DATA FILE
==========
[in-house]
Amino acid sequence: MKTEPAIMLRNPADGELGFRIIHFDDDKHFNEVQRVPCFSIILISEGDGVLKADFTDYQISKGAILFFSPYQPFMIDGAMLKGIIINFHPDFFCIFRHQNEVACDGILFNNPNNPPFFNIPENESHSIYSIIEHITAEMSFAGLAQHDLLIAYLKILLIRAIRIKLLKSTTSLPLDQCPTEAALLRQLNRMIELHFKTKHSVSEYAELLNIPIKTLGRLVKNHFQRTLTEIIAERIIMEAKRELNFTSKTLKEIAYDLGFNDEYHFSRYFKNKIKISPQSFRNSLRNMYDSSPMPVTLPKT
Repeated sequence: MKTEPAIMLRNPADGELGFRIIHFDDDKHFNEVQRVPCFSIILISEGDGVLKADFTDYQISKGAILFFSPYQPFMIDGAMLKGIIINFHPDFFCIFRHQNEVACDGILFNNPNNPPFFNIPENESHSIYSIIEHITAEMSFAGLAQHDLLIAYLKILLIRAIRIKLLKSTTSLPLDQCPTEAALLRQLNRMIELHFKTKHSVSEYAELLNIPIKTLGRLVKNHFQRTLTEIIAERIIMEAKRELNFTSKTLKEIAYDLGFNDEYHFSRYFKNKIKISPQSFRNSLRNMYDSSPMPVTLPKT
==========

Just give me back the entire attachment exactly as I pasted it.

[in-house]
Amino acid sequence: MKTEPAIMLRNPADGELGFRIIHFDDDKHFNEVQRVPCFSIILISEGDGVLKADFTDYQISKGAILFFSPYQPFMIDGAMLKGIIINFHPDFFCIFRHQNEVACDGILFNNPNNPPFFNIPENESHSIYSIIEHITAEMSFAGLAQHDLLIAYLKILLIRAIRIKLLKSTTSLPLDQCPTEAALLRQLNRMIELHFKTKHSVSEYAELLNIPIKTLGRLVKNHFQRTLTEIIAERIIMEAKRELNFTSKTLKEIAYDLGFNDEYHFSRYFKNKIKISPQSFRNSLRNMYDSSPMPVTLPKT
Repeated sequence: MKTEPAIMLRNPADGELGFRIIHFDDDKHFNEVQRVPCFSIILISEGDGVLKADFTDYQISKGAILFFSPYQPFMIDGAMLKGIIINFHPDFFCIFRHQNEVACDGILFNNPNNPPFFNIPENESHSIYSIIEHITAEMSFAGLAQHDLLIAYLKILLIRAIRIKLLKSTTSLPLDQCPTEAALLRQLNRMIELHFKTKHSVSEYAELLNIPIKTLGRLVKNHFQRTLTEIIAERIIMEAKRELNFTSKTLKEIAYDLGFNDEYHFSRYFKNKIKISPQSFRNSLRNMYDSSPMPVTLPKT